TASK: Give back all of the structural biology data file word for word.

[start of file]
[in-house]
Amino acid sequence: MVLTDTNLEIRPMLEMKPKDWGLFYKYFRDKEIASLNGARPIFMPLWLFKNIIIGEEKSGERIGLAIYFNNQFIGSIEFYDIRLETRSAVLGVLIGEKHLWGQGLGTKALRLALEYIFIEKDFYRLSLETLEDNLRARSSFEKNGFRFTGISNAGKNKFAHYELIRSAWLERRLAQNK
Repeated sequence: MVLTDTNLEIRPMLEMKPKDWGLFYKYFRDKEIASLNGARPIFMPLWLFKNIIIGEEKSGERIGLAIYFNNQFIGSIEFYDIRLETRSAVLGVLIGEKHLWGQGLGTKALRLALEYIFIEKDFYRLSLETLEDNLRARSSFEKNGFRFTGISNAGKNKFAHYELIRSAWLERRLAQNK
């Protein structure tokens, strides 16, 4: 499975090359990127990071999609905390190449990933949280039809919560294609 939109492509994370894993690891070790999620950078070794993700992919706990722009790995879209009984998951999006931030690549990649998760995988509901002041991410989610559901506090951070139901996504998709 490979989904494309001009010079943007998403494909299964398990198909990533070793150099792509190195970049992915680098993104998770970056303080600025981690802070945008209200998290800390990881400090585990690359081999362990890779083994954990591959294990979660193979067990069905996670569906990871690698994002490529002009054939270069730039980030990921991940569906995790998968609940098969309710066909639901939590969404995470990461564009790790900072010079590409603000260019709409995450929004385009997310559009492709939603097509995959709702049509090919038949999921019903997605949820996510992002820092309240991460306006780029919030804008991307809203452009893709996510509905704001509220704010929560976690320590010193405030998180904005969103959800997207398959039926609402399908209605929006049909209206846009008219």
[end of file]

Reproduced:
[in-house]
Amino acid sequence: MVLTDTNLEIRPMLEMKPKDWGLFYKYFRDKEIASLNGARPIFMPLWLFKNIIIGEEKSGERIGLAIYFNNQFIGSIEFYDIRLETRSAVLGVLIGEKHLWGQGLGTKALRLALEYIFIEKDFYRLSLETLEDNLRARSSFEKNGFRFTGISNAGKNKFAHYELIRSAWLERRLAQNK
Repeated sequence: MVLTDTNLEIRPMLEMKPKDWGLFYKYFRDKEIASLNGARPIFMPLWLFKNIIIGEEKSGERIGLAIYFNNQFIGSIEFYDIRLETRSAVLGVLIGEKHLWGQGLGTKALRLALEYIFIEKDFYRLSLETLEDNLRARSSFEKNGFRFTGISNAGKNKFAHYELIRSAWLERRLAQNK
């Protein structure tokens, strides 16, 4: 499975090359990127990071999609905390190449990933949280039809919560294609 939109492509994370894993690891070790999620950078070794993700992919706990722009790995879209009984998951999006931030690549990649998760995988509901002041991410989610559901506090951070139901996504998709 490979989904494309001009010079943007998403494909299964398990198909990533070793150099792509190195970049992915680098993104998770970056303080600025981690802070945008209200998290800390990881400090585990690359081999362990890779083994954990591959294990979660193979067990069905996670569906990871690698994002490529002009054939270069730039980030990921991940569906995790998968609940098969309710066909639901939590969404995470990461564009790790900072010079590409603000260019709409995450929004385009997310559009492709939603097509995959709702049509090919038949999921019903997605949820996510992002820092309240991460306006780029919030804008991307809203452009893709996510509905704001509220704010929560976690320590010193405030998180904005969103959800997207398959039926609402399908209605929006049909209206846009008219």